November 28, 2022
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In this episode of the Environmental Technical Assistance Program or ETAP Podcast, Jessica Oh – strategic partnerships director in the sustainability and public health office within the Minnesota Department of Transportation – discusses the “next generation highway” her agency is studying.

[Above photo by Minnesota DOT]

The Ray, a foundation, and consulting firm NGI released the NextGen Highways Feasibility Study for the Minnesota DOT in April; a study that examined strategies for “co-locating” electric and communications infrastructure in highway right-of-ways or ROWs.

Photo by the Minnesota DOT

The study focused on the potential deployment of buried, high-voltage/direct current or HVDC transmission lines within Minnesota interstate and highway ROWs – an effort that offers broader implications for highway ROW strategies in other states.

In April 2021, the Federal Highway Administration released guidance clarifying the highway ROW “can be leveraged by state DOTs for pressing public needs relating to climate change, equitable communications access, and energy reliability.”

Projects listed include renewable energy generation, electrical transmission and distribution projects, broadband projects, vegetation management, inductive charging in travel lanes, and alternative fueling facilities, among others.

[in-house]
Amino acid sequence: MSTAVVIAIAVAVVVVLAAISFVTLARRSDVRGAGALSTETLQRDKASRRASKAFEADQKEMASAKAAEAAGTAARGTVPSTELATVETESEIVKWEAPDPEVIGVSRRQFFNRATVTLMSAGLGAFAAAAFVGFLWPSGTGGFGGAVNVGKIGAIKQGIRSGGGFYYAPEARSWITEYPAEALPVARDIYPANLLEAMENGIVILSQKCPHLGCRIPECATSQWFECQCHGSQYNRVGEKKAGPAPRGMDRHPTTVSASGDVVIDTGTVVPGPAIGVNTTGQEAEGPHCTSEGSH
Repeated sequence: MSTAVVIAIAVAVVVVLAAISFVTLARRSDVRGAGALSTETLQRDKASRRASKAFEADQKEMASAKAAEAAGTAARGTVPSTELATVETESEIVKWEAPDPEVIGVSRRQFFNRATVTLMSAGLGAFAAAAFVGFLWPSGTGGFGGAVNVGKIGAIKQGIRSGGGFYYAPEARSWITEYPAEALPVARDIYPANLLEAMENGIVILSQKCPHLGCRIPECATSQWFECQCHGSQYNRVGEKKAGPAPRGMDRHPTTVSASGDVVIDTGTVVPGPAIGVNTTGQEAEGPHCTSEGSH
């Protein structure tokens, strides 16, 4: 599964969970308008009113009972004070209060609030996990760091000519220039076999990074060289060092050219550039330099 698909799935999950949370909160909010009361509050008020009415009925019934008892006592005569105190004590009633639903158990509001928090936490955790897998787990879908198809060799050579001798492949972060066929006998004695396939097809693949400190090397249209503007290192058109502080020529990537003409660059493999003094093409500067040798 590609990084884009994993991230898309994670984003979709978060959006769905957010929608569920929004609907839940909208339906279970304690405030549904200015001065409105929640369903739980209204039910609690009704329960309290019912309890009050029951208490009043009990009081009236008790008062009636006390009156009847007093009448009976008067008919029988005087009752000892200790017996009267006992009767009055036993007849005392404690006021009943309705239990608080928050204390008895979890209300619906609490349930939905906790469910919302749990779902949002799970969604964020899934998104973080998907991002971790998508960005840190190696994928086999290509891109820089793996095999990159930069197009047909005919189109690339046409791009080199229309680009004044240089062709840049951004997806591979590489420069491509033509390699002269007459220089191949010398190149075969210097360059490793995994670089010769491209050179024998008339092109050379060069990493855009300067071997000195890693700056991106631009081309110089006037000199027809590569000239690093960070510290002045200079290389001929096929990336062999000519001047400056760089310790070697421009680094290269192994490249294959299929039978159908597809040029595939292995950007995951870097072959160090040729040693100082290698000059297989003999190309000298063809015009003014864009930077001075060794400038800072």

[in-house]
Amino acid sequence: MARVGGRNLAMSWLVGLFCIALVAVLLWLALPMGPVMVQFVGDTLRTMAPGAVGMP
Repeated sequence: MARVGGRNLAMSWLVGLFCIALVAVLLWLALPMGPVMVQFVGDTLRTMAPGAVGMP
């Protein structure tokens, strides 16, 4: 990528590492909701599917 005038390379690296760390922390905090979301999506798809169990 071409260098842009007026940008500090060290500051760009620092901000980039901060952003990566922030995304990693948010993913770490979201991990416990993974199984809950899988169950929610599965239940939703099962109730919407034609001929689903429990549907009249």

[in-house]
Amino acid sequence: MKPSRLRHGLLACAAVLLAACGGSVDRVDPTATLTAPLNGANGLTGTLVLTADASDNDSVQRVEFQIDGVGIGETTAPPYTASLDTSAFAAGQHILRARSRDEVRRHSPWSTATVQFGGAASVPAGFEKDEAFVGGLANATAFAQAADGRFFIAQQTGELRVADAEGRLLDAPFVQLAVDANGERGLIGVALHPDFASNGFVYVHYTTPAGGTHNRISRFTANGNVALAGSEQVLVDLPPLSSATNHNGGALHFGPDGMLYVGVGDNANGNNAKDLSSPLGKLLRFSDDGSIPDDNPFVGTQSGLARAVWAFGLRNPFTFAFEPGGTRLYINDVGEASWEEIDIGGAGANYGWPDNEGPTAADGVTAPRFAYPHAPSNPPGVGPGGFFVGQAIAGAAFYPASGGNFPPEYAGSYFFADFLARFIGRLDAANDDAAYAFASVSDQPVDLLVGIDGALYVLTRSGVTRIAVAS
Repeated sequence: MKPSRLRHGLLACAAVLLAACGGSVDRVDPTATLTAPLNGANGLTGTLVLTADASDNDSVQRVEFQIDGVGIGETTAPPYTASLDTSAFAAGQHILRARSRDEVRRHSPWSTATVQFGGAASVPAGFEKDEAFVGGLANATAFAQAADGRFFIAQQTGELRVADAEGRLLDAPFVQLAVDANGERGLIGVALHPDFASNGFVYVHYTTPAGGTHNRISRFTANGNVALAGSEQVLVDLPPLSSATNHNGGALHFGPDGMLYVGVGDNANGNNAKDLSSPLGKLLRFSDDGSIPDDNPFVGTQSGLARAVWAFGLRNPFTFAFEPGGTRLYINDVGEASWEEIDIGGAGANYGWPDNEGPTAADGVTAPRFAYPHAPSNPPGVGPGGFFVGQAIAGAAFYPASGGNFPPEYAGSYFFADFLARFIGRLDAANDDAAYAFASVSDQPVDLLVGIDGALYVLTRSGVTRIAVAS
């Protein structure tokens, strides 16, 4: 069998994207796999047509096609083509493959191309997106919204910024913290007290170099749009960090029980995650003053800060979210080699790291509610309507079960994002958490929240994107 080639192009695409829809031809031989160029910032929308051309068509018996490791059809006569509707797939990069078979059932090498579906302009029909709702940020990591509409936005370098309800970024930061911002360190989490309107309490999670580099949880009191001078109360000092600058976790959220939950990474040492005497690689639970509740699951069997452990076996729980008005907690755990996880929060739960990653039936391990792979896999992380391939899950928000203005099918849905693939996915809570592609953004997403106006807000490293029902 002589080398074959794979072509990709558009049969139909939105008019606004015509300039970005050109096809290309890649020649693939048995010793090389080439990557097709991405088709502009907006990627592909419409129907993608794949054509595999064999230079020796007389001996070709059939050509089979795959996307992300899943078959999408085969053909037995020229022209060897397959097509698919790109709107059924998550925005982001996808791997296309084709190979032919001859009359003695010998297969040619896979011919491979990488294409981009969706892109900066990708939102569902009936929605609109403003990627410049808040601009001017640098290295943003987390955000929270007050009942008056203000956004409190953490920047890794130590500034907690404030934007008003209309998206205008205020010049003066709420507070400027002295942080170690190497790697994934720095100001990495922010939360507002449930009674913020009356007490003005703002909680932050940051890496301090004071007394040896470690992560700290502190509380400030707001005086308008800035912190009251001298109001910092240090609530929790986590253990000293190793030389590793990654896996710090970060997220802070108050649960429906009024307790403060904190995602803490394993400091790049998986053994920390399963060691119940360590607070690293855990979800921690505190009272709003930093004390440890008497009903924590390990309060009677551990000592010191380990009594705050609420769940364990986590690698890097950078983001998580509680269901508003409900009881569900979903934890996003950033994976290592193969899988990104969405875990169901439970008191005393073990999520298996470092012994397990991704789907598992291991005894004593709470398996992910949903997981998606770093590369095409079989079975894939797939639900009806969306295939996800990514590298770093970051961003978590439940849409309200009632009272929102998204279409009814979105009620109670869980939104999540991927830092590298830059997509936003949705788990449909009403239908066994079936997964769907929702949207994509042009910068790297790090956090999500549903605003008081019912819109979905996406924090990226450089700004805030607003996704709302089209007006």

Jessica Oh. Photo by the Minnesota DOT.

“At the heart of this study is the need to examine the energy transmission infrastructure we will need in order to electrify our transportation network; part of a broader effort to decarbonize the U.S. economy,” Oh explained during the podcast.

“The concept we’re evaluating looked specifically at burying [electric power] transmission lines in the highway ROW,” she noted. “Only three states allow for that now. Yet the use of existing distributed ROW could contain the visual impact of expanding our electric grid while lessening the need to acquire more land to support more transmission.”

Building transmission capacity in existing highway ROW could also reduce project permitting times by seven to 10 years, Oh added, while also reducing the need to work with hundreds of landowners down to dealing with a single state department of transportation.

“There is a great benefit for communities if they allow transmission capacity to be built in the highway ROW,” she emphasized.

To listen to the full podcast, click here.

editor@aashto.org

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